Public Policy

Express Your Support for P-46: A Second Chance to Restore Funding for Land Conservation through Florida Forever

December 09, 2017

Every 20 years, Florida establishes a Constitution Revision Commission (CRC) for the purpose of examining the constitution and proposing changes for voter consideration. A CRC has been convened this year and one of the proposed amendments now under consideration would require that 33% of each year’s Florida Water and Land Conservation Amendment (Amendment 1) proceeds must go to the Florida Forever land acquisition program.

Most of us thought funding for land conservation would be restored after we voted Amendment 1 into law in 2014. It passed easily with 75 percent of voters choosing “yes” on the ballot. And still, the Florida Legislature didn’t budget a single dollar for Florida Forever in 2017, despite the nearly $800 million that were deposited into the Land Acquisition Trust Fund as the annual allotment for Amendment 1.

The language of Amendment 1 allowed for some latitude in deciding exactly how the funds could be expended in any given year, which was appropriate given the many environmental and conservation challenges facing our state. Land acquisition isn’t the answer to ALL our problems. But our legislators have apparently settled on an interpretation that allows money in the Land Acquisition Trust Fund to be expended on nearly anything EXCEPT Florida Forever land purchases.

CRC Commissioner Jacqui Thurlow-Lippisch’s proposed amendment (P-46) would require that at least 1/3 of annual Amendment 1 revenues be directed to the Florida Forever land conservation program. But first P 46 must survive the CRC process. Without clear expressions of public support, it might not make its way onto the 2018 election ballot.

You may have heard that the Florida Senate is reviewing a bill (SB 370) that would dedicate at least $100 million of Amendment 1 revenues to Florida Forever each year. That is a substantial sum, and most conservation organizations have rightly expressed support for SB 370; however, it is far short of the $300 million Florida Forever received annually prior to the recession and there is no guarantee SB 370 will pass. P-46 would restore funding more comparable to historic levels, estimated to range from $200-$300 million/year based on the real estate documentary taxes collected that year. Keep in mind these are existing tax collections – NO NEW TAXES WOULD BE IMPOSED ON FLORIDIANS!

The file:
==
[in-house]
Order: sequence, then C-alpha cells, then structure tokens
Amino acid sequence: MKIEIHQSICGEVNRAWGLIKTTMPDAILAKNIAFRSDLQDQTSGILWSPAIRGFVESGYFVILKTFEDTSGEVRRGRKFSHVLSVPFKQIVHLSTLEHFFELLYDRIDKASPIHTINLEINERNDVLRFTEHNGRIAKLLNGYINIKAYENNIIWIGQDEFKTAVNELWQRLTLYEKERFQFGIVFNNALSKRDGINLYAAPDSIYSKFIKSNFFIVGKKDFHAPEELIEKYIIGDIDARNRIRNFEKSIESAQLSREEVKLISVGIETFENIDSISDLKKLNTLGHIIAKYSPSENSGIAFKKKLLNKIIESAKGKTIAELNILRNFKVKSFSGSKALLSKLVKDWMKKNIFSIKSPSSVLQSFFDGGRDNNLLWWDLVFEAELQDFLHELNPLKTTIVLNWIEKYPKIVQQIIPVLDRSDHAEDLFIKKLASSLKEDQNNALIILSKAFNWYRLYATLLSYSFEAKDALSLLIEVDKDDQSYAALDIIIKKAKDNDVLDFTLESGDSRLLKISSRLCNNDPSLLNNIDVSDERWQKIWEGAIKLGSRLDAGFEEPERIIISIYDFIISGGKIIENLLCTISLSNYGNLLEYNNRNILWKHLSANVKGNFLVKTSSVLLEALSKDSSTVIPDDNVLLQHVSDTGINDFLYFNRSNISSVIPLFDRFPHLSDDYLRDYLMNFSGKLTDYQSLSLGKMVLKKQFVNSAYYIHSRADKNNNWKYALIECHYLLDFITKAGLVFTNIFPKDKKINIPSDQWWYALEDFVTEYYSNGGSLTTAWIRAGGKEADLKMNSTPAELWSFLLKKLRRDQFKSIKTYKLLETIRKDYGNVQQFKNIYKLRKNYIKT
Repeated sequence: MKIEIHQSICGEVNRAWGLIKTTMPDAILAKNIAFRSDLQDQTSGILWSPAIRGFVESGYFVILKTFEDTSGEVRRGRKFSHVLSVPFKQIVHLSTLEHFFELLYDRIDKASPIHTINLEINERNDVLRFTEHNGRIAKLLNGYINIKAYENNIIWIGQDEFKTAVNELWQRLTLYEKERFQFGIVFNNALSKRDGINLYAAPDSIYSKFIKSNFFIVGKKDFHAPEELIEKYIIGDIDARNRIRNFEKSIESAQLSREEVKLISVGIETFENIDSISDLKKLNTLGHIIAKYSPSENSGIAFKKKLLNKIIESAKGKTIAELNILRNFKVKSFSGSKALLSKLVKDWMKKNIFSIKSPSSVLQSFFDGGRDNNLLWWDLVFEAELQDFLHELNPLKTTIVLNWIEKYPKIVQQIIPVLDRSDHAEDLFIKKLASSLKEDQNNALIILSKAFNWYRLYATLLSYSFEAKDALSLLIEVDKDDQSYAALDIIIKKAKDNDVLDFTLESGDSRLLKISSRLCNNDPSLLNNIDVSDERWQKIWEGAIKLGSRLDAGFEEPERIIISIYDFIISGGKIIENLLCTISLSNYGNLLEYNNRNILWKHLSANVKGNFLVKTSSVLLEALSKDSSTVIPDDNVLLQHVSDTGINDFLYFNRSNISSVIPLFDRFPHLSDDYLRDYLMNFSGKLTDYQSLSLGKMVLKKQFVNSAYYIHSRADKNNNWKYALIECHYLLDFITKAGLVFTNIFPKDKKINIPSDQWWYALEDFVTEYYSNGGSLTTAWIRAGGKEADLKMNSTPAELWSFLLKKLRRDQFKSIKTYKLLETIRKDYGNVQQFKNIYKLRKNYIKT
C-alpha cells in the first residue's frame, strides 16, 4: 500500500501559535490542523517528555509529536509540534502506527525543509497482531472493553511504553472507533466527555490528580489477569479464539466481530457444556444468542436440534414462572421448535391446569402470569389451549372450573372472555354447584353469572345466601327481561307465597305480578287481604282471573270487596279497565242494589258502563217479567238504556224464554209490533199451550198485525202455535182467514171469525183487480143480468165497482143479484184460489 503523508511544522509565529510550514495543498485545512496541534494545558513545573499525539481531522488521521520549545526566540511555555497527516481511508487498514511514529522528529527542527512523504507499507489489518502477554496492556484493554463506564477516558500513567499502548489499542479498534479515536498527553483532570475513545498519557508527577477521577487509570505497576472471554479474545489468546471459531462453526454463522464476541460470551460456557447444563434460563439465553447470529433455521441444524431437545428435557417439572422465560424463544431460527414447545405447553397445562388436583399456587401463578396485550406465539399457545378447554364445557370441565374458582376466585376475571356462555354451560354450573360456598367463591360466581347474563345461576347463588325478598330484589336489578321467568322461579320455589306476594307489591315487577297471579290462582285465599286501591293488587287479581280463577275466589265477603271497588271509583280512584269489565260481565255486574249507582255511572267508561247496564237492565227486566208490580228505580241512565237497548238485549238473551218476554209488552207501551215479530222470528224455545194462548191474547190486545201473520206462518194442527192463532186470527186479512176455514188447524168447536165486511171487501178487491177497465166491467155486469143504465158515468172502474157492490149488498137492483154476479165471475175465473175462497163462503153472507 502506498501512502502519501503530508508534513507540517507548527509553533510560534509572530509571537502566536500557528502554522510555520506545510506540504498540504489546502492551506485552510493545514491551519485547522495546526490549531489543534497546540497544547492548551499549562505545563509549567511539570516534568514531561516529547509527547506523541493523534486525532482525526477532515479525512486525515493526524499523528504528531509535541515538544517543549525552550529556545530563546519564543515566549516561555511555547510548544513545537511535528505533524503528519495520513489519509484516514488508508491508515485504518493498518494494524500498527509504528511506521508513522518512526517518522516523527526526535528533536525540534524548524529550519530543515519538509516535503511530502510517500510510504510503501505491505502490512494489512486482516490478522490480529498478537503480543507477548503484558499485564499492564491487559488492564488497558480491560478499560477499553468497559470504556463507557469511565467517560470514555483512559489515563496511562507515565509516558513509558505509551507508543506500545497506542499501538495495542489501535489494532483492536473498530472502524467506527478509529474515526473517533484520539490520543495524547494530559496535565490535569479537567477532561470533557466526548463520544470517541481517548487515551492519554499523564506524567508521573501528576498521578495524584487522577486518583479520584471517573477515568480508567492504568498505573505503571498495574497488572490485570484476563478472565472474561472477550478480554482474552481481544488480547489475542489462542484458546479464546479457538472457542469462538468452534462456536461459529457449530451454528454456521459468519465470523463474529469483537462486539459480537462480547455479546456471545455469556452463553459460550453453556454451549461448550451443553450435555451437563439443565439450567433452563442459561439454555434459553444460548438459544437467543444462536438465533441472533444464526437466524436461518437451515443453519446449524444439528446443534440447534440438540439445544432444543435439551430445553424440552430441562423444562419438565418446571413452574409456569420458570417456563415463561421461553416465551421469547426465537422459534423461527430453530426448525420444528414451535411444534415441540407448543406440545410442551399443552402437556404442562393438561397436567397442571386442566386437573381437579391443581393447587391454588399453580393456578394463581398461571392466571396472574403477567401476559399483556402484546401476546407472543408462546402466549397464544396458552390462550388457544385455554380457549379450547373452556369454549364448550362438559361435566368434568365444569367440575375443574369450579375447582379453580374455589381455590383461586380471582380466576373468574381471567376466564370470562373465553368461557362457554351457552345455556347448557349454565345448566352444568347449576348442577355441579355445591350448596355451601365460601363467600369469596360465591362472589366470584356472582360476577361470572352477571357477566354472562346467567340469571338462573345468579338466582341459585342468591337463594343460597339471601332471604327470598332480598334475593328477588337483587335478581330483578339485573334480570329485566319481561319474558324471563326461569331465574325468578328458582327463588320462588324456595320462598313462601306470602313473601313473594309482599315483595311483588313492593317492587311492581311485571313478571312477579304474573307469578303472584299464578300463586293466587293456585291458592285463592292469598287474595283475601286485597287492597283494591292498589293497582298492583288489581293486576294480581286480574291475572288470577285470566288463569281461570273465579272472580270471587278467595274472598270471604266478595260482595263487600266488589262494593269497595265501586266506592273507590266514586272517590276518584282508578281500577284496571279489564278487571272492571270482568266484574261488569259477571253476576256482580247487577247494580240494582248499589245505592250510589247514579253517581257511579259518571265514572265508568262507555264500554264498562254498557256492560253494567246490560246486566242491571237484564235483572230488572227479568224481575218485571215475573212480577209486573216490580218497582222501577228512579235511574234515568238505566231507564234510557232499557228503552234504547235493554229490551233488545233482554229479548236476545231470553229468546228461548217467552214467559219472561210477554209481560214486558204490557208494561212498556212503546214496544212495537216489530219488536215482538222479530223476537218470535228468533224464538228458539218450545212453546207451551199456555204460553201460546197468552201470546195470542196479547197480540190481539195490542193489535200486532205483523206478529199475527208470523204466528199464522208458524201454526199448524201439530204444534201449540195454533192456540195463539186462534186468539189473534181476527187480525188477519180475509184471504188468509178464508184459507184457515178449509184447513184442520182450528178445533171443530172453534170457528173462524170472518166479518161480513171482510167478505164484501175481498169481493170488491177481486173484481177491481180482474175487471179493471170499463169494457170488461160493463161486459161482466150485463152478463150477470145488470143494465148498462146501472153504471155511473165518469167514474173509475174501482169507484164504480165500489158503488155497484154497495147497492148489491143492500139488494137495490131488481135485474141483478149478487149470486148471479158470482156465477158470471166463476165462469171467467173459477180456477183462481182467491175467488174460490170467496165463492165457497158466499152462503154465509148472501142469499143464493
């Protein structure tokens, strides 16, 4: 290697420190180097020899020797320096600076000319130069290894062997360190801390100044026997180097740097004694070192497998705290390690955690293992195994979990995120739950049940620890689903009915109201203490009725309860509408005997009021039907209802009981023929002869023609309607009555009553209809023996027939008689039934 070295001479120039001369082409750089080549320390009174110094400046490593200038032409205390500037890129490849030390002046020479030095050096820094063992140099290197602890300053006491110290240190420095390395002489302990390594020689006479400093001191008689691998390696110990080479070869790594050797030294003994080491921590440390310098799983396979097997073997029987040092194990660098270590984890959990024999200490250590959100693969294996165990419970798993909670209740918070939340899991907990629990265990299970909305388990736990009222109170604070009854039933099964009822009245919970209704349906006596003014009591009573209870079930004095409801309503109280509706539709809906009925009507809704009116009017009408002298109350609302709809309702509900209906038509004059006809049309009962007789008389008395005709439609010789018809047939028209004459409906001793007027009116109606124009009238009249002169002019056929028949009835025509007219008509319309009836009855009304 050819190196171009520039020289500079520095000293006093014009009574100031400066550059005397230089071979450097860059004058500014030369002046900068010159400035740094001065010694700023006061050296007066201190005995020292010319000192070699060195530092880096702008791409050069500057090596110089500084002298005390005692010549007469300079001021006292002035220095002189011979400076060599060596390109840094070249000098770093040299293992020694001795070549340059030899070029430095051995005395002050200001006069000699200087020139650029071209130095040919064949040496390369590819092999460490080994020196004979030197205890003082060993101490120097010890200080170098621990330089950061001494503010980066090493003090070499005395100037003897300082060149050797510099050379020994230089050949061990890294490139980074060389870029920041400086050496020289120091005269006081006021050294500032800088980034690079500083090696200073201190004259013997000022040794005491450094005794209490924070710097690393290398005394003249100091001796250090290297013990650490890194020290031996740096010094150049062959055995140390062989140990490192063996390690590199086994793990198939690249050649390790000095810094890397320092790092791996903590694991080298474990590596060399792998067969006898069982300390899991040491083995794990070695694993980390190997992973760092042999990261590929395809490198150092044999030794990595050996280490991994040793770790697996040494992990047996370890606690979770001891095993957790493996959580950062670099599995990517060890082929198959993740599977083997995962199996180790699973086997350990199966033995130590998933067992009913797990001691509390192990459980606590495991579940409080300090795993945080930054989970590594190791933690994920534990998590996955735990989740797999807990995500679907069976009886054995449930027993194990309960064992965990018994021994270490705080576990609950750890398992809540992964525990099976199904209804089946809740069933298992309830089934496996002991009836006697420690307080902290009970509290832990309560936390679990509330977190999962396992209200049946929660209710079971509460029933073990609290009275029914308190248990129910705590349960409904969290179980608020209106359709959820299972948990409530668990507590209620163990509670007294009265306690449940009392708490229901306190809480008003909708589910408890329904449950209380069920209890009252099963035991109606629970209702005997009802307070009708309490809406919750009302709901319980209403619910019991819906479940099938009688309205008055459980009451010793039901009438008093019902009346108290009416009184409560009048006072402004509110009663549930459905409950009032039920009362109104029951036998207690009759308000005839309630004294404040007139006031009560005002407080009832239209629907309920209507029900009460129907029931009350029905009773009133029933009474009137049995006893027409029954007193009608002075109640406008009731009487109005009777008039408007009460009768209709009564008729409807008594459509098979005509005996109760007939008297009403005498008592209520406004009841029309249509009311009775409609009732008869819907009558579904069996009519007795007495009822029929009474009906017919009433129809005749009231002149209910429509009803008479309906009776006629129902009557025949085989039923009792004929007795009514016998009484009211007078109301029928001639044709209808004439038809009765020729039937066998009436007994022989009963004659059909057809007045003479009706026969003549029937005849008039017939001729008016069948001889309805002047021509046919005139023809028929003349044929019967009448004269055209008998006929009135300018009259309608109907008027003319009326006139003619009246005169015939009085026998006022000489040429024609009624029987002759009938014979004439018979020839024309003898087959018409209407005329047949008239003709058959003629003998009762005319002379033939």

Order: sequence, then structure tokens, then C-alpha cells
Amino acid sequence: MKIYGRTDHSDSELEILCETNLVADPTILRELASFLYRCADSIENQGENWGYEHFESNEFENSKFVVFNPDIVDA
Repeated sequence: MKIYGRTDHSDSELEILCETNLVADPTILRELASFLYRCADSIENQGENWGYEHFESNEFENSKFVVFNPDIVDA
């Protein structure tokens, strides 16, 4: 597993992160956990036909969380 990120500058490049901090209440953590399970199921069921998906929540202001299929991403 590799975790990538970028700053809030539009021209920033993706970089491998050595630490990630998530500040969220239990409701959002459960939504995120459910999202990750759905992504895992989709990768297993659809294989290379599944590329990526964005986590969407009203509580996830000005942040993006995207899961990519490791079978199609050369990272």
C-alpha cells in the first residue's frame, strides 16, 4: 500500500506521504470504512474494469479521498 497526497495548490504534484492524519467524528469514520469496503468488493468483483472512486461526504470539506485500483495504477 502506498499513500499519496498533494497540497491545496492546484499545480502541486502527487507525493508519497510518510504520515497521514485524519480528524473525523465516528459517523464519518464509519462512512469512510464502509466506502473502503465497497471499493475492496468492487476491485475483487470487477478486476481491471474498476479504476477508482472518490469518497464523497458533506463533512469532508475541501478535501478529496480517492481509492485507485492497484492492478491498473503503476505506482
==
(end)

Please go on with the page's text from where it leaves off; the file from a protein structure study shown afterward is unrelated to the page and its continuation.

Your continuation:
Florida has recovered from the recession, development and population growth have rebounded, and it’s time for us to restore some balance to the development versus land conservation equation. Please send a quick email message to some or all of the 7 members of the CRC’s Legislative Committee, which is first in line to formally review and approve P 46, using the contact information provided below. In a few short sentences, tell them you support P-46. Consider sharing a brief, personal statement explaining why Florida Forever and land conservation are important to you. You can get additional information about P-46 and the CRC from their website at .

 CRC Legislative Committee Membership

Representative Jose Felix Diaz, Chair:

Commissioner Belinda Keiser, Vice Chair:

Commissioner Jose “Pepe” Armas:

Commissioner Lisa Carlton:

Senator Tom Lee:

Commissioner Patricia Levesque:

Senator Darryl Rouson:


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Types of Issues Addressed by FNPS

  • General areas considered to be of statewide FNPS significance
  • Any Florida legislative action that affects our state environmental land acquisition program known as Florida Forever, which includes Florida Communities Trust and/or any other state agency funded through Florida Forever (DEP). This includes, but is not limited to, any legislation affecting funding of the program. It also includes the urgent need to fund the Florida Forever program.
  • All state and local land acquisition efforts for preservation and conservation.
  • Any statewide policy changes that enhance improve or further natural resource system protection within recognized preserves and/or reserve or state park refuge.
  • Development issues that are regional or have statewide significance in that they affect a change in Florida policy towards land acquisition, natural resource systems or waters of the state, but only if the issue clearly relates to the FNPS mission to preserve, conserve and restore native plants and native plant communities.
  • Any state legislative, state agency or state university action that would affect the viability (or lack thereof) of native plants and native plant communities. This includes, but is not limited to, state policy on exotic invasive species, water conservation, listed plant species, and cataloging of native plant communities.

General areas considered not to be of statewide significance include

  • Issues that are primarily related to managing the way a local jurisdiction grows or the methods it uses to plan growth. Unless it can be shown to meet criteria number four in the previous section.
  • Issues that are primarily transportation related unless the issue is of at least regional significance and would impact an established preserve/reserve/state park refuge/or a functional ecologically sensitive ecosystem.
  • Issues that involve local jurisdictional ordinances or land development codes.